1955 LAGONDA 3 Litre Sports Saloon

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1955 LAGONDA 3 Litre Sports Saloon


Named after a native American (Shawnee) settlement in Ohio, Lagonda was founded in Staines, Middlesex, by Wilbur Gunn - a former opera singer born in Springfield, Ohio, USA in 1859.

Tractor manufacturer David Brown bought Lagonda in 1947, merging it with his other recent acquisition, Aston Martin, and basing the combined operation at Feltham.

Post-war Lagonda production was kick-started using a new straight-6 engine designed by W. O. Bentley. In various guises, this engine would go on to power Lagondas and several generations of Aston Martins until superceded by Tadek Marek’s legendary V8.

The 2.6-litre Lagonda was initially available as a 4-door saloon and, from 1949 onwards, as 2-door drophead coupé. The drophead was bodied by coachbuilders Tickford, who would be brought into the Aston Martin fold in 1955.

An advanced design employing a cruciform-braced chassis and all-round independent suspension, the Lagonda came with leather upholstery, an abundance of walnut veneers and a general level of quality that put it on a par with the very best in the luxury car class.

In 1953 the engine was enlarged to 3.0-litres.

A contemporary Lagonda advertisement read: “Beauty of line, power and grace, superlative comfort and proud dignity are embodied in the three litre Lagonda Tickford Saloon and Drophead Coupe.”

The newly enlarged engine now produced 140bhp, an output good enough for a top speed in excess of 100mph despite the gain in weight over its 2.6-litre predecessor.

Expensive to produce and necessarily exclusive, these Lagondas did not sell as well as their manufacturer had hoped, although high-profile owners included HRH The Duke of Edinburgh, Stirling Moss and Peter Ustinov, to name but three.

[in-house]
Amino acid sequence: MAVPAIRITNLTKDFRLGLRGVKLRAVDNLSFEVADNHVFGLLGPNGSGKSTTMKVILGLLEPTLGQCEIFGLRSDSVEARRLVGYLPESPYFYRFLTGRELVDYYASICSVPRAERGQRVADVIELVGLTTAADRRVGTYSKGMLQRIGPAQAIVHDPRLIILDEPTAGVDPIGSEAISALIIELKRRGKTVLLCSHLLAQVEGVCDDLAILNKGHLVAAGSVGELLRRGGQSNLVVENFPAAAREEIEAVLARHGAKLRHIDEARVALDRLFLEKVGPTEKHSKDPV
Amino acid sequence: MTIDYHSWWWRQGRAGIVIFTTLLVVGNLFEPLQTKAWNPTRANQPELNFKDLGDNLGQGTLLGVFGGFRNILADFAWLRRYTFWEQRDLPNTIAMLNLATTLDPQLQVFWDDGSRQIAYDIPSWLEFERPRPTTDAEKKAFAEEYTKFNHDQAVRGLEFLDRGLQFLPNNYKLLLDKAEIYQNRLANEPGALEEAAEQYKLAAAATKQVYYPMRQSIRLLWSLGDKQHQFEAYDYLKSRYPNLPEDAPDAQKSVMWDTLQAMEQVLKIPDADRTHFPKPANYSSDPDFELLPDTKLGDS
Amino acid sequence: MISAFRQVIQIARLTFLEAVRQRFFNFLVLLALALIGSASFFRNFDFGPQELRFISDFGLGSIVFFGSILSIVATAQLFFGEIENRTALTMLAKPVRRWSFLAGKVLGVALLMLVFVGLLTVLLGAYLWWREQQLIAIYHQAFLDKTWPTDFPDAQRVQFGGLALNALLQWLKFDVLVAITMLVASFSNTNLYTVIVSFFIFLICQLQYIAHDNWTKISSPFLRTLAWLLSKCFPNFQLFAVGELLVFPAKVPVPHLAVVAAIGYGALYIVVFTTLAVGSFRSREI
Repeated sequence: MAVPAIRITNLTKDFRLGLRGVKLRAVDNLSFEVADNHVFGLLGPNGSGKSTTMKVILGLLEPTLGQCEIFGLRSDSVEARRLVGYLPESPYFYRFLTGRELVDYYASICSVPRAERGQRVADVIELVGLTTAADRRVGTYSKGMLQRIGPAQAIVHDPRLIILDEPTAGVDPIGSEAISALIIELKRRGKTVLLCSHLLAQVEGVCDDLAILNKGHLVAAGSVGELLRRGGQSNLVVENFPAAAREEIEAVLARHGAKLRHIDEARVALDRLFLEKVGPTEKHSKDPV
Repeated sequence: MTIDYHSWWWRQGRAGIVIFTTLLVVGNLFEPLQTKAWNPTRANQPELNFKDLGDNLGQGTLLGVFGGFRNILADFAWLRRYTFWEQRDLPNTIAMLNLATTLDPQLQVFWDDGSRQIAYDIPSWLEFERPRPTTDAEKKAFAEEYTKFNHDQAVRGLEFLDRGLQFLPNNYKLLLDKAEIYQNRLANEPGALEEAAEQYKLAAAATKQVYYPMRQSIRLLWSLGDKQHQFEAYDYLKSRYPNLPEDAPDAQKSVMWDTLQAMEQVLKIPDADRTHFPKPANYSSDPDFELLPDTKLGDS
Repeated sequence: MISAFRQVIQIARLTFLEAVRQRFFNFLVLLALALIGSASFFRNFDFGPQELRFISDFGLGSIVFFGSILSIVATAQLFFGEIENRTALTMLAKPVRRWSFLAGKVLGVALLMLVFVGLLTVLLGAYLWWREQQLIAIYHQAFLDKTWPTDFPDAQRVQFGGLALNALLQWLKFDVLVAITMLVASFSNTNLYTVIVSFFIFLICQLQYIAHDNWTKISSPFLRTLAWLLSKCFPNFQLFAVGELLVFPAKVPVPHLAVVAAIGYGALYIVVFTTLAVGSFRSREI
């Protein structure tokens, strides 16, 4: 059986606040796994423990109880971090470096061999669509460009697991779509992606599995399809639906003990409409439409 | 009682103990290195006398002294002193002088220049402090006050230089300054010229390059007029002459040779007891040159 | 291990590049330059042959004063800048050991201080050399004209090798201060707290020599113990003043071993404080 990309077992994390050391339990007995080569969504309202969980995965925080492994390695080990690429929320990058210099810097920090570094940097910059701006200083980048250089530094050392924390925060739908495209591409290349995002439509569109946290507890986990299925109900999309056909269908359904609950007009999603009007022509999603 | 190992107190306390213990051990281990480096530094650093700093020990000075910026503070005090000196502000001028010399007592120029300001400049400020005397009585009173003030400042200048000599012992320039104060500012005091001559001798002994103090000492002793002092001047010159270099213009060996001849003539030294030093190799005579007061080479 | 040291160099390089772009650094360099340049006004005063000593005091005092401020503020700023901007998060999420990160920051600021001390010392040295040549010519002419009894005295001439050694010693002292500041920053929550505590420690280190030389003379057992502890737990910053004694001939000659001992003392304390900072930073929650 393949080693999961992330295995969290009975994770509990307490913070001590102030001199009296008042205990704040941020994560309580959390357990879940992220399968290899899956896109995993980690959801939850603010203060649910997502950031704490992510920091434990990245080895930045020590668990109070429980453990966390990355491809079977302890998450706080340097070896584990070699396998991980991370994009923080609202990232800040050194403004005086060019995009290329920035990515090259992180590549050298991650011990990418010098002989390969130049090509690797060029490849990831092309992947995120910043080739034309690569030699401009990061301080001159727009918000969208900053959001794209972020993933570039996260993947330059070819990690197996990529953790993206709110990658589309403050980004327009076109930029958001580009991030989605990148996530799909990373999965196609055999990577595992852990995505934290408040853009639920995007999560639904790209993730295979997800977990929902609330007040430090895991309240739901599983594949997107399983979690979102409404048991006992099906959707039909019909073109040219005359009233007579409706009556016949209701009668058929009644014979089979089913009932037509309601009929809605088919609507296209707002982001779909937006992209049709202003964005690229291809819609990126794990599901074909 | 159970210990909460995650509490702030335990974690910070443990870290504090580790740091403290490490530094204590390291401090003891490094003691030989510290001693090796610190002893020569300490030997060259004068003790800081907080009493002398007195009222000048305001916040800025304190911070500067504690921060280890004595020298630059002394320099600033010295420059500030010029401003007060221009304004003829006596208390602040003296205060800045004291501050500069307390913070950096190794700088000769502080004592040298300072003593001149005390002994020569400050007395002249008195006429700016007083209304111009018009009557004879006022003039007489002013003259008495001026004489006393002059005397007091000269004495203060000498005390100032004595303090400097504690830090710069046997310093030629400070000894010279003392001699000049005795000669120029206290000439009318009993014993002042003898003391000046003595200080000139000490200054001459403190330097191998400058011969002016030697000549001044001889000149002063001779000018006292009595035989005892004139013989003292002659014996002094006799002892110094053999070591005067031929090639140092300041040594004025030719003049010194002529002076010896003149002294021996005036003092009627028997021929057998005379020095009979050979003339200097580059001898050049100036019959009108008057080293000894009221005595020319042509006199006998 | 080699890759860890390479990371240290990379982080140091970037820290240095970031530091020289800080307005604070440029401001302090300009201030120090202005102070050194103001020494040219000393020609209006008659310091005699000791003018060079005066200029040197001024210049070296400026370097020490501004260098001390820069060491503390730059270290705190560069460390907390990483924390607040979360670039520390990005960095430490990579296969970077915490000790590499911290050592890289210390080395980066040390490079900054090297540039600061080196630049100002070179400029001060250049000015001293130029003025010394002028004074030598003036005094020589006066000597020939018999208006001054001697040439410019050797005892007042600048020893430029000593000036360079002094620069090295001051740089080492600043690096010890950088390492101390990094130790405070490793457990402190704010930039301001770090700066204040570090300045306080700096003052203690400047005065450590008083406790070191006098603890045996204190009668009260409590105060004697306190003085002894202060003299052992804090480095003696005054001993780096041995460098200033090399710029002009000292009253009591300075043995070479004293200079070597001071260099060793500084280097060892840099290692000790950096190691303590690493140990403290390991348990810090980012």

Production of these luxurious vehicles continued until 1958.

The Vehicle

This motor car is being sold as part of an overseas collection. It has been imported under the Bonhams temporary admission customs bond and is therefore subject to the lower rate 5% import tax if the car is to remain in the UK & purchased by a private individual. The 5% is calculated on the final selling price. For example, if the car sells for £14,000, then £700 is added, making the total amount payable of £14,700.

The winning bidder will receive a receipt for the final hammer value, and proof that HMRC fees are paid. If the car is subsequently exported abroad within 30 days then these fees are refundable.

Lastly, there will be a nominal administration fee of £250 for processing the NOVA application, and payable direct to the shipping company. A completed and processed NOVA will provide you formal proof that all duties & taxes are paid in UK and thus allow you to register the vehicle with the DVLA

In common with the majority of cars in this collection, this vehicle has been on static display for a number of years and there is no history available beyond that displayed in our photography section.

We have not started or driven the car so cannot vouch for its mechanical viability or functionality. It will require recommissioning prior to road use and is sold ‘as seen’.

It is available for view and inspection at our HQ near Abingdon and we will be delighted to show the car to you and/or your appointed engineer.